Tuesday, September 25, 2012

Domestic Brain Drain - Antidote to Progress !

There is a question that is troubling me for some months now. What made me decide to build my career outside my home - Assam?

This is an important question. If some of us believe that Assam can be a happy prosperous place by becoming sovereign or otherwise, it would not be possible if we decide to leave Assam in hordes at the slightest possible assumption of trouble or opportunity?

15 years back, I don't even remember if I even gave a thought to the option of staying in Assam. My parents always wanted me to explore. It was obviously certain to me at that time that I was not doing my Masters in Assam. It was obvious that grass is greener in Delhi (or Mumbai).

Today, I don't seem to understand why was it so obvious that it was easier to build a career in a city which I had never seen and known? Was it the influence of media that we read, saw and heard? Was it the greed for a good life as portrayed by the media? Was it just cooler to look part of the happening cities?  Or was it just hopelessness that nothing can happen in Assam?

Today after spending 12 years in Mumbai, I am not sure if it was easier in Mumbai or if I am better today? Yes I am richer than my parents hoped.

On the flip-side, I am 37. I am divorced. I have no kids. My parents are alone in Assam. I am in a place which I can't call my own. I can't relate to mischal-pao, coconut gravy, and bada-pav. I don't have neighbours, khura-khuri, borma-jethai.  I don't understand the local language and culture to relate to Ganapati, Navratri etc. Husori nedekha bohu bosor hol (Its been years that I celebrated Bihu).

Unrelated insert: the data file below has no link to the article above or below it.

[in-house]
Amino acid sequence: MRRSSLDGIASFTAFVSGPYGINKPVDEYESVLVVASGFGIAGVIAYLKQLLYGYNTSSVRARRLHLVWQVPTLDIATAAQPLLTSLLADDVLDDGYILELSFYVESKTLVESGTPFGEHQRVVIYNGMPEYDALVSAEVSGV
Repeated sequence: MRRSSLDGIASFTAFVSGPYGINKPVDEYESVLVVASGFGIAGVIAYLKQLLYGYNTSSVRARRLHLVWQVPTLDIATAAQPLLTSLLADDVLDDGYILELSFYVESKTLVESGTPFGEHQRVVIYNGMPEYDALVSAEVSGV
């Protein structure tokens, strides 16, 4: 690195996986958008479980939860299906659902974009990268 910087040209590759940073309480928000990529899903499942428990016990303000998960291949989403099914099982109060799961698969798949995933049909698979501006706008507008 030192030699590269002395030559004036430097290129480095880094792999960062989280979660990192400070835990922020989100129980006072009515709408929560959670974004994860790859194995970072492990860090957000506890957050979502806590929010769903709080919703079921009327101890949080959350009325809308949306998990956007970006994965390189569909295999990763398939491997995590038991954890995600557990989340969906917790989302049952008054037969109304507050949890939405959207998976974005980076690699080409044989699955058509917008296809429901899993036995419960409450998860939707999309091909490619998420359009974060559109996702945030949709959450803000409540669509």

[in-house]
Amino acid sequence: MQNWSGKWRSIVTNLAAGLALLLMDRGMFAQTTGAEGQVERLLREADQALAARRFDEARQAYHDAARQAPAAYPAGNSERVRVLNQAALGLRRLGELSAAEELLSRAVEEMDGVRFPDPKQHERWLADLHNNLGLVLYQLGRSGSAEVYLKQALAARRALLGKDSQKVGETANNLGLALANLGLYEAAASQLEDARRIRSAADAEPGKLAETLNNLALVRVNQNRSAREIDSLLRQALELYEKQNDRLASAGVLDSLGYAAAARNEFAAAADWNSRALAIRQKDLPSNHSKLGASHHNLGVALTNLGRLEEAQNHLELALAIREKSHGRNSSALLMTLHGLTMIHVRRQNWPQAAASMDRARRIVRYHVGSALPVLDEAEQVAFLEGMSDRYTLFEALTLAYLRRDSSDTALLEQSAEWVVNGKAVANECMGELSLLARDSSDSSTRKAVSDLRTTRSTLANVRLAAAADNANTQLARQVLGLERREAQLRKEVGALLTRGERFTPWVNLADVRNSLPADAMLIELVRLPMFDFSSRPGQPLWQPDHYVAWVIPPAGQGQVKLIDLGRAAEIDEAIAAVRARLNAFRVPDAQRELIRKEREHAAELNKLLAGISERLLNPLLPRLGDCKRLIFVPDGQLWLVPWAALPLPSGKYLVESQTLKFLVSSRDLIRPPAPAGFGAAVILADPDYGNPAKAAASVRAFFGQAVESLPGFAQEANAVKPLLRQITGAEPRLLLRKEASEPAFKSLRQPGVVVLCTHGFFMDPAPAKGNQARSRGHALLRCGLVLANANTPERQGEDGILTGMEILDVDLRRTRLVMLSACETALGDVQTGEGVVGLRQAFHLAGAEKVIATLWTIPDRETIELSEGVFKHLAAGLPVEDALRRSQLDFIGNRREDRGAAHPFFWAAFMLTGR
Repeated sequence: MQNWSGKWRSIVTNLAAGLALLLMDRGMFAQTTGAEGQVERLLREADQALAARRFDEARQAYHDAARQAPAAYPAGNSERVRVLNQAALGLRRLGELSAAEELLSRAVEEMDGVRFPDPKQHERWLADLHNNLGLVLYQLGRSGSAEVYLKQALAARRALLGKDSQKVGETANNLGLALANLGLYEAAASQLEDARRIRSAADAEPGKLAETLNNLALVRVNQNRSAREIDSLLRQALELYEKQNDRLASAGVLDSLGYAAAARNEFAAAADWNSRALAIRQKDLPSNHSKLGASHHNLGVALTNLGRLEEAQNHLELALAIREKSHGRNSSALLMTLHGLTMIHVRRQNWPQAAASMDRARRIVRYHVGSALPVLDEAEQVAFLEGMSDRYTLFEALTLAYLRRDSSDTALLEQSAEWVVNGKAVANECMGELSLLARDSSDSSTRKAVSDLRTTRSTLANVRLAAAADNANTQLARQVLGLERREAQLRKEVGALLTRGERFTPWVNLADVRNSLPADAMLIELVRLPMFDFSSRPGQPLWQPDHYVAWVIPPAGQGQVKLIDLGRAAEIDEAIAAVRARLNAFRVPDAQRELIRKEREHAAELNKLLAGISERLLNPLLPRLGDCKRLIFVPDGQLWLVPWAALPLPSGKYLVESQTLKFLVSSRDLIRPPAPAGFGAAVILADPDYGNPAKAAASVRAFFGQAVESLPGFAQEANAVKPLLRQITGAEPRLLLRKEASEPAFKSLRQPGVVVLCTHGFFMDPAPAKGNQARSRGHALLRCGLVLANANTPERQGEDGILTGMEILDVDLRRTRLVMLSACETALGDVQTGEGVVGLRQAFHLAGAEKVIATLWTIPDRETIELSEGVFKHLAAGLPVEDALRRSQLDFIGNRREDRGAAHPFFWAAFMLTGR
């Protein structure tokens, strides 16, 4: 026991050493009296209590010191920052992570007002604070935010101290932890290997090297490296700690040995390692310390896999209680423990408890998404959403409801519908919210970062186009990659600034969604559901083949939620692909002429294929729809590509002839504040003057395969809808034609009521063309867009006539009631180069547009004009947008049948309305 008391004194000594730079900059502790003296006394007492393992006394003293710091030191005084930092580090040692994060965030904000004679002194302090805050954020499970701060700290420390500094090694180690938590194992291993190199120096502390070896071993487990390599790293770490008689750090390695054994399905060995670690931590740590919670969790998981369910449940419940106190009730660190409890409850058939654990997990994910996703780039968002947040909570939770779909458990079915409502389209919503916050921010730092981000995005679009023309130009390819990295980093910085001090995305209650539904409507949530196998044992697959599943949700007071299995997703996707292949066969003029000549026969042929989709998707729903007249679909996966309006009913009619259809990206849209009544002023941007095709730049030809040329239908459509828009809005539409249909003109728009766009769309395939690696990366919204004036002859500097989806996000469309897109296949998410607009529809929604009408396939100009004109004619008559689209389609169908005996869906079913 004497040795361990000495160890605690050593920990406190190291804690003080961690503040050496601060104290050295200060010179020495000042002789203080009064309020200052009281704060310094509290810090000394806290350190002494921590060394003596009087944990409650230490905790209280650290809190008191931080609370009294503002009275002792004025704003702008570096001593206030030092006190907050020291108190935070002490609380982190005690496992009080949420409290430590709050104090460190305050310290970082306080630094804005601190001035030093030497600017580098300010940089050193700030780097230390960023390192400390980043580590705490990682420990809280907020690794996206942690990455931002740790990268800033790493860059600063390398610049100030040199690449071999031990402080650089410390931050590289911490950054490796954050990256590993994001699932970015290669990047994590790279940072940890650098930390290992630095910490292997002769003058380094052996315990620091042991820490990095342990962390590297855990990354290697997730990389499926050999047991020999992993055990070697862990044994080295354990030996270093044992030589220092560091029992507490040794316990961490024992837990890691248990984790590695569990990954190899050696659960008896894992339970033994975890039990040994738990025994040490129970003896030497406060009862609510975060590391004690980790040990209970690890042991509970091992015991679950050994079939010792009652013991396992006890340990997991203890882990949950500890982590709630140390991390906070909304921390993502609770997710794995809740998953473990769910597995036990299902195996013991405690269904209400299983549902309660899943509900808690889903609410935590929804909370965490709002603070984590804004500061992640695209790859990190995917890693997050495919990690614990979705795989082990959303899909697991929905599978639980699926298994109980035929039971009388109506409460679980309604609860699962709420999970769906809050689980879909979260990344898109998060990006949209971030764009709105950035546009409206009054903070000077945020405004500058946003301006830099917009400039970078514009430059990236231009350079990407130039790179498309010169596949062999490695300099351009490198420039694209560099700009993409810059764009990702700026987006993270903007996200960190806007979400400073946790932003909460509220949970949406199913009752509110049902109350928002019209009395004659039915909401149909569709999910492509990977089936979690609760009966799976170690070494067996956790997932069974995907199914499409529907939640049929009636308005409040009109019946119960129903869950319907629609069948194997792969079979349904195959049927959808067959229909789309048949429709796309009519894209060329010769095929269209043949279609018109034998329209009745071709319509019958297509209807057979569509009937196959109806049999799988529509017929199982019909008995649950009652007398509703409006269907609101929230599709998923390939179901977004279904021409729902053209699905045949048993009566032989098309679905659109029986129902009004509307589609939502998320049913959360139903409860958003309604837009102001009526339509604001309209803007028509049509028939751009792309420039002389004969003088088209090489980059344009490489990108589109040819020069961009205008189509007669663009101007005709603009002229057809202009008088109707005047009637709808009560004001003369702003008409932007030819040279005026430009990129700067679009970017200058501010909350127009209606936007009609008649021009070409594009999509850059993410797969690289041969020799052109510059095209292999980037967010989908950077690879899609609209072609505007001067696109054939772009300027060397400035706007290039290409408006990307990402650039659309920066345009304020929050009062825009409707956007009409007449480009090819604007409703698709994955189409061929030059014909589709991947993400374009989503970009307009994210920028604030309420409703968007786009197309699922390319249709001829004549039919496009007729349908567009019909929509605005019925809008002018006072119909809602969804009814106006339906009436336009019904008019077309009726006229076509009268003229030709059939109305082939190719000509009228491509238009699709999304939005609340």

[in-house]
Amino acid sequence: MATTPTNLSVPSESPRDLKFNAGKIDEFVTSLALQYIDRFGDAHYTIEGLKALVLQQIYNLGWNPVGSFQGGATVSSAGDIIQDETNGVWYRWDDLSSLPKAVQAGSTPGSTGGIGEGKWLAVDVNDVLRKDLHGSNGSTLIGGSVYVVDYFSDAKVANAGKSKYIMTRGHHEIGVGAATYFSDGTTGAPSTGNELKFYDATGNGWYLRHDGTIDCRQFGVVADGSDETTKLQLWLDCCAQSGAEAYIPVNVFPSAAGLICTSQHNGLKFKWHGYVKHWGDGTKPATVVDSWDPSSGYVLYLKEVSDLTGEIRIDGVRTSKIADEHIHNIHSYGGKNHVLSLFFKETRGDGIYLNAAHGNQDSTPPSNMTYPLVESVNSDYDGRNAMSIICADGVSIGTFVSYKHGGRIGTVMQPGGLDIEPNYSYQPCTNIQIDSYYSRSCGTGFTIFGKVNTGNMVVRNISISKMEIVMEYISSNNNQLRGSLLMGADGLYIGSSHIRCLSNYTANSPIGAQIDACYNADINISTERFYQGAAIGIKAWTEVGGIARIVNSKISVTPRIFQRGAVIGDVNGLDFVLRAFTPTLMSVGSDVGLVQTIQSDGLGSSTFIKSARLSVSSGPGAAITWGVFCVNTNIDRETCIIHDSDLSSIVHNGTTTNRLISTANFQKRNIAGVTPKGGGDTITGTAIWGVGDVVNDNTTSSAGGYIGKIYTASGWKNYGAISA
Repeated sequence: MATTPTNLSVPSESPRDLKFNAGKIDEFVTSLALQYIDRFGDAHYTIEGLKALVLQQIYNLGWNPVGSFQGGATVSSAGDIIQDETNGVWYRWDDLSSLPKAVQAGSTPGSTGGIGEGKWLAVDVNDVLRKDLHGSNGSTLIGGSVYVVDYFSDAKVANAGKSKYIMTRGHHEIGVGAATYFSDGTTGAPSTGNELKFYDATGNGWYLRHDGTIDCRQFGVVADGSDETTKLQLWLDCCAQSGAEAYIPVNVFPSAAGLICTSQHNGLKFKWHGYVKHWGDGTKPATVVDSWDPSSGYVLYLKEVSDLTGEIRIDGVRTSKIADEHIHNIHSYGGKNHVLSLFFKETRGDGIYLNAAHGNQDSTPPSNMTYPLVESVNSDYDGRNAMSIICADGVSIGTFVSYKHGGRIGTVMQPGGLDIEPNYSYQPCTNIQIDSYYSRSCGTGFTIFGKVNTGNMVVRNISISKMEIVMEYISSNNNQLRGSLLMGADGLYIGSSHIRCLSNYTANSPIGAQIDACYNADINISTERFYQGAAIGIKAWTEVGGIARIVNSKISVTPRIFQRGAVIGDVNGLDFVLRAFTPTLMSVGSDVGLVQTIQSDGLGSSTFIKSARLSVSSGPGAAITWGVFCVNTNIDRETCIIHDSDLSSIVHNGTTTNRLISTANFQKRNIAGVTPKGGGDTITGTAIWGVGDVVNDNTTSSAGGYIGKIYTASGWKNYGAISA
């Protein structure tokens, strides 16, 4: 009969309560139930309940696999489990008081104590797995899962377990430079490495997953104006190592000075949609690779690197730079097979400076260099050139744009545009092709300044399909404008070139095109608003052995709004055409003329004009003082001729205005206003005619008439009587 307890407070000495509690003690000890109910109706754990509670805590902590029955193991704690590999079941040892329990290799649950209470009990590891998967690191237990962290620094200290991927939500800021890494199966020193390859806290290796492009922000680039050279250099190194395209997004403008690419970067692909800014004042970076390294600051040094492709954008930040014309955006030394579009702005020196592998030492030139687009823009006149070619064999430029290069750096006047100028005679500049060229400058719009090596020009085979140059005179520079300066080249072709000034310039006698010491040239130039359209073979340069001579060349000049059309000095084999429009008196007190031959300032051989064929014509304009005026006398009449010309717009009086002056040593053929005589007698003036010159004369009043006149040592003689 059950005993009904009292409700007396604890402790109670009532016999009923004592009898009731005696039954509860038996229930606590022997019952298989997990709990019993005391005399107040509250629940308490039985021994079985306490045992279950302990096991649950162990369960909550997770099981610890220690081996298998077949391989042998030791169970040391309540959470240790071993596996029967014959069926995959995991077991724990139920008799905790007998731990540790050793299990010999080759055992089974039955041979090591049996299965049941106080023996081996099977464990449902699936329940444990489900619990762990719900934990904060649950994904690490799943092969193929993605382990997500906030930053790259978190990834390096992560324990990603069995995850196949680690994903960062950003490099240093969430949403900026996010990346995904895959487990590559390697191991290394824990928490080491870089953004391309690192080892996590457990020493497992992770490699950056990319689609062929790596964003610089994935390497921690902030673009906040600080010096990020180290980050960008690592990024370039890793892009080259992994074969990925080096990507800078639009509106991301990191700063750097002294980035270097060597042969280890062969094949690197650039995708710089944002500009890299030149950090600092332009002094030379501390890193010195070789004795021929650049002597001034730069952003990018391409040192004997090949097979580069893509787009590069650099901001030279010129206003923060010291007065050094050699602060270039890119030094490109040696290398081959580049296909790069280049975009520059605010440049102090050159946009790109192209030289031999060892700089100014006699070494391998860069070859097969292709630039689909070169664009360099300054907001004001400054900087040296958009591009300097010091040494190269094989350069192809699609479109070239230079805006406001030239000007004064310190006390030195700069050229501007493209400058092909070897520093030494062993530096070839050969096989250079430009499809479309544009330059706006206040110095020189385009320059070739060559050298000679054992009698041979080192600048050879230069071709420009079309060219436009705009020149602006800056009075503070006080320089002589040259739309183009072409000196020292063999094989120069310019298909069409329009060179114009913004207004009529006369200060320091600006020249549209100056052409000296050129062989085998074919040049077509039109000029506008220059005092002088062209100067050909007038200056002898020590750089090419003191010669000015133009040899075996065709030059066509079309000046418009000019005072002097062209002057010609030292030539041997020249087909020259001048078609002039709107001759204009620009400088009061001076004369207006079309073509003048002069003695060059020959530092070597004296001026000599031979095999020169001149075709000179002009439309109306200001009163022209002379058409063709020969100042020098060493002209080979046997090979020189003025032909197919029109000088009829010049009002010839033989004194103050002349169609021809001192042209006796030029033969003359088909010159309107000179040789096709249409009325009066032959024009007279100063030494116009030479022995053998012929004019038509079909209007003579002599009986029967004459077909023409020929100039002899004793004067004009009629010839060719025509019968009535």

Also, I see that many of my friends, brothers and sisters in Mumbai are not as lucky. They are struggling hard to survive the city, with the hope that things will be better some day. There are 'strugglers' in the television and film industry. There are security gaurds, waiters, salesman...and the list goes on... with just hope.

Is it that hope that brings us out of Assam? Is there no hope that rupohi axom (beautiful Assam), as Dr. Bhupen Hazarika had said, will ever be a reality? Or is it that we don't have the vision to build Assam, as we work hard to build our individual careers? It is evident that if we just work hard individually building our own careers in Assam, Rupohi Axom will be built.

That didn't struck me when I was growing up. We all get suck up to the lure of migration, which is nothing but brain-drain. I didn't think that I have to earn 5 times more in Mumbai (or Delhi) to live the same life, as I was living in Assam. I didn't understand the pain of living away from your school friends, family and parents, of our kids learning Hindi more prominently than Assamese, of missing the smell of the wet earth of Assam.

I would like to say in BOLD that its not TRUE that staying back in Assam is a regressive thought. And making a career in Mumbai (or any metro) is any easier. 

It is time that we bring talent, knowledge and resources back to our home states. Internet and Mobile is bringing the world closer, and enabling opportunities for everyone. Businesses have become easier to operate.

Assam is rich in many natural resources and has a relatively healthy literacy rate of 73.18% as per the 2011 census. The wage cost of labour is also lower. It has a few infrastructural bottle-necks such as road and electricity, but that would improve once citizens of the state become productive economically.

With FDI in multi-brand retail, Assam can garner investments to have cold storage facilities, giving a boost to organic farming and the food processing industry. Likewise, there are opportunities that can be tapped in various out-sourcing models of business (BPO, KPOs, MPOs etc). Technology related outsourcing (software development, search marketing etc) can also be taken by the youth of the state, to bring in finances into the state.